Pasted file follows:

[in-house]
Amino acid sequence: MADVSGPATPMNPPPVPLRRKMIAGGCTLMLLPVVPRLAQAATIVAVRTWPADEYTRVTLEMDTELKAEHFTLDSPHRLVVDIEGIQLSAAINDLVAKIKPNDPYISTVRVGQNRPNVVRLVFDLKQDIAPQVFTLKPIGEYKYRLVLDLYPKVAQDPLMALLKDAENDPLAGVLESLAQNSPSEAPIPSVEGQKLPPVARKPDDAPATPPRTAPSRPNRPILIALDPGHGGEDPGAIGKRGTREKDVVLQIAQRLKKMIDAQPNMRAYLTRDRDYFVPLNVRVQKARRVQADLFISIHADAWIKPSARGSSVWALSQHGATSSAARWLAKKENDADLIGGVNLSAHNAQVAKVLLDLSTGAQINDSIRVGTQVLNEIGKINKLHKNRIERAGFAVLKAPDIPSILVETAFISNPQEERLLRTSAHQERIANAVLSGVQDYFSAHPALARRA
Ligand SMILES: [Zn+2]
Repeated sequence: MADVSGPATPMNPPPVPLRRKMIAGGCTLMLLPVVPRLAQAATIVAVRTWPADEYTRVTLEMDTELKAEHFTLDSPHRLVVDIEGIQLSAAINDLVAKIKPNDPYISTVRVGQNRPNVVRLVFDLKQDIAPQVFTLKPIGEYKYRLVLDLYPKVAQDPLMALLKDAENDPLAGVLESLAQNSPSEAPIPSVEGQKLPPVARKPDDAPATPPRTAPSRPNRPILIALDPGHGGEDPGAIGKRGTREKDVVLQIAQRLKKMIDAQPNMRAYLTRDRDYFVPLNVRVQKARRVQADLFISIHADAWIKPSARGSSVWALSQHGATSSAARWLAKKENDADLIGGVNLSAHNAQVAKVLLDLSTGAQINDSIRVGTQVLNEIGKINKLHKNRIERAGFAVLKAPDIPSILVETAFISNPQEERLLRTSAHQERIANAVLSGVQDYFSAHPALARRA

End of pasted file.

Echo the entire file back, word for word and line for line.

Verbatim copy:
[in-house]
Amino acid sequence: MADVSGPATPMNPPPVPLRRKMIAGGCTLMLLPVVPRLAQAATIVAVRTWPADEYTRVTLEMDTELKAEHFTLDSPHRLVVDIEGIQLSAAINDLVAKIKPNDPYISTVRVGQNRPNVVRLVFDLKQDIAPQVFTLKPIGEYKYRLVLDLYPKVAQDPLMALLKDAENDPLAGVLESLAQNSPSEAPIPSVEGQKLPPVARKPDDAPATPPRTAPSRPNRPILIALDPGHGGEDPGAIGKRGTREKDVVLQIAQRLKKMIDAQPNMRAYLTRDRDYFVPLNVRVQKARRVQADLFISIHADAWIKPSARGSSVWALSQHGATSSAARWLAKKENDADLIGGVNLSAHNAQVAKVLLDLSTGAQINDSIRVGTQVLNEIGKINKLHKNRIERAGFAVLKAPDIPSILVETAFISNPQEERLLRTSAHQERIANAVLSGVQDYFSAHPALARRA
Ligand SMILES: [Zn+2]
Repeated sequence: MADVSGPATPMNPPPVPLRRKMIAGGCTLMLLPVVPRLAQAATIVAVRTWPADEYTRVTLEMDTELKAEHFTLDSPHRLVVDIEGIQLSAAINDLVAKIKPNDPYISTVRVGQNRPNVVRLVFDLKQDIAPQVFTLKPIGEYKYRLVLDLYPKVAQDPLMALLKDAENDPLAGVLESLAQNSPSEAPIPSVEGQKLPPVARKPDDAPATPPRTAPSRPNRPILIALDPGHGGEDPGAIGKRGTREKDVVLQIAQRLKKMIDAQPNMRAYLTRDRDYFVPLNVRVQKARRVQADLFISIHADAWIKPSARGSSVWALSQHGATSSAARWLAKKENDADLIGGVNLSAHNAQVAKVLLDLSTGAQINDSIRVGTQVLNEIGKINKLHKNRIERAGFAVLKAPDIPSILVETAFISNPQEERLLRTSAHQERIANAVLSGVQDYFSAHPALARRA